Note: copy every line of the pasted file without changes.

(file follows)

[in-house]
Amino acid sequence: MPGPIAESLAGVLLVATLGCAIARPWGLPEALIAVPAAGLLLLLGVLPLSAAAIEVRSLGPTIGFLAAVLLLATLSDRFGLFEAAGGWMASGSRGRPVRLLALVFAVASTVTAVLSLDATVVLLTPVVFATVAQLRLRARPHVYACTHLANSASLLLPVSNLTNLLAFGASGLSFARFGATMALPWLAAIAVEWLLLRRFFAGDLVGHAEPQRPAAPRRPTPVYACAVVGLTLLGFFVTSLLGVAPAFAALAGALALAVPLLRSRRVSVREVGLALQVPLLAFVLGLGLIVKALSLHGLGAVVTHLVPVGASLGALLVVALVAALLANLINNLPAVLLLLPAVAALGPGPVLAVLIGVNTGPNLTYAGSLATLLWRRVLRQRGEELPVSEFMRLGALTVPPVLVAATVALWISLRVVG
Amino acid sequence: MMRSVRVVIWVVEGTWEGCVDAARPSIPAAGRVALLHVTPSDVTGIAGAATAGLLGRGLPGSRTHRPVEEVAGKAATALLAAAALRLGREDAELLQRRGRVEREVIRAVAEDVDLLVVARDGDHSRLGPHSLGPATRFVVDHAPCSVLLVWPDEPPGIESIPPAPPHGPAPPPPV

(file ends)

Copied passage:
[in-house]
Amino acid sequence: MPGPIAESLAGVLLVATLGCAIARPWGLPEALIAVPAAGLLLLLGVLPLSAAAIEVRSLGPTIGFLAAVLLLATLSDRFGLFEAAGGWMASGSRGRPVRLLALVFAVASTVTAVLSLDATVVLLTPVVFATVAQLRLRARPHVYACTHLANSASLLLPVSNLTNLLAFGASGLSFARFGATMALPWLAAIAVEWLLLRRFFAGDLVGHAEPQRPAAPRRPTPVYACAVVGLTLLGFFVTSLLGVAPAFAALAGALALAVPLLRSRRVSVREVGLALQVPLLAFVLGLGLIVKALSLHGLGAVVTHLVPVGASLGALLVVALVAALLANLINNLPAVLLLLPAVAALGPGPVLAVLIGVNTGPNLTYAGSLATLLWRRVLRQRGEELPVSEFMRLGALTVPPVLVAATVALWISLRVVG
Amino acid sequence: MMRSVRVVIWVVEGTWEGCVDAARPSIPAAGRVALLHVTPSDVTGIAGAATAGLLGRGLPGSRTHRPVEEVAGKAATALLAAAALRLGREDAELLQRRGRVEREVIRAVAEDVDLLVVARDGDHSRLGPHSLGPATRFVVDHAPCSVLLVWPDEPPGIESIPPAPPHGPAPPPPV